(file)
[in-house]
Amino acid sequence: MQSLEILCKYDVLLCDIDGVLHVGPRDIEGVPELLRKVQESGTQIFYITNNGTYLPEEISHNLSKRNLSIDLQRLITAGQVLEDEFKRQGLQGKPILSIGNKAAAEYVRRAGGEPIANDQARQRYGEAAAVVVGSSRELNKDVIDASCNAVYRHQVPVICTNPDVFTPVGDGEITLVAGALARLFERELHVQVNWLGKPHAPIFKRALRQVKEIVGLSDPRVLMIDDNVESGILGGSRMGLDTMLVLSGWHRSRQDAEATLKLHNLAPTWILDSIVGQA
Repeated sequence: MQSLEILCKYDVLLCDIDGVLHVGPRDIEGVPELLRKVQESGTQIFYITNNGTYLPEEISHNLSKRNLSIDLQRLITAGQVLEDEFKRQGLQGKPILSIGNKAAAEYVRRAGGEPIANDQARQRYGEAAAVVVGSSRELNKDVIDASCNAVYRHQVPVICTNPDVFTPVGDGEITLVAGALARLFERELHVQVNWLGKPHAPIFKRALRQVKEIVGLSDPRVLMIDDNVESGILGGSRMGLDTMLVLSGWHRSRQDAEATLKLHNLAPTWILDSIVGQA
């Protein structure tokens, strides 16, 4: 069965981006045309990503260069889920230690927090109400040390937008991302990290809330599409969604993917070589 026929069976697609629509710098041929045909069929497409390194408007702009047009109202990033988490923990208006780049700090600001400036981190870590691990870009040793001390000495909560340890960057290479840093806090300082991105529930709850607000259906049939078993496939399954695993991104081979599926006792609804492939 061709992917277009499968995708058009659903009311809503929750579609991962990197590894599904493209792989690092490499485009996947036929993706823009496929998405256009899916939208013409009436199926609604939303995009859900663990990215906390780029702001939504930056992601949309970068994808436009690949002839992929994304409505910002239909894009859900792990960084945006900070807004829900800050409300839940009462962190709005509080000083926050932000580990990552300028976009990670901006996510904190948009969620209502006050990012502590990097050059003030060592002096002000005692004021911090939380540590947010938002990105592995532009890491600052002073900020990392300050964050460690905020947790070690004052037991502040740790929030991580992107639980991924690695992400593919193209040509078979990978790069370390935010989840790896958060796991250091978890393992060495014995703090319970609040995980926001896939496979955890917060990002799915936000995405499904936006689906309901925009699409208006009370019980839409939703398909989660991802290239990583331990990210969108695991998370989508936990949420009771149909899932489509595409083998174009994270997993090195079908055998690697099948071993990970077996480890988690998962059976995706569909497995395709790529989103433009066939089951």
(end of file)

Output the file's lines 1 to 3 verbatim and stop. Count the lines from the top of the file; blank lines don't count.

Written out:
[in-house]
Amino acid sequence: MQSLEILCKYDVLLCDIDGVLHVGPRDIEGVPELLRKVQESGTQIFYITNNGTYLPEEISHNLSKRNLSIDLQRLITAGQVLEDEFKRQGLQGKPILSIGNKAAAEYVRRAGGEPIANDQARQRYGEAAAVVVGSSRELNKDVIDASCNAVYRHQVPVICTNPDVFTPVGDGEITLVAGALARLFERELHVQVNWLGKPHAPIFKRALRQVKEIVGLSDPRVLMIDDNVESGILGGSRMGLDTMLVLSGWHRSRQDAEATLKLHNLAPTWILDSIVGQA
Repeated sequence: MQSLEILCKYDVLLCDIDGVLHVGPRDIEGVPELLRKVQESGTQIFYITNNGTYLPEEISHNLSKRNLSIDLQRLITAGQVLEDEFKRQGLQGKPILSIGNKAAAEYVRRAGGEPIANDQARQRYGEAAAVVVGSSRELNKDVIDASCNAVYRHQVPVICTNPDVFTPVGDGEITLVAGALARLFERELHVQVNWLGKPHAPIFKRALRQVKEIVGLSDPRVLMIDDNVESGILGGSRMGLDTMLVLSGWHRSRQDAEATLKLHNLAPTWILDSIVGQA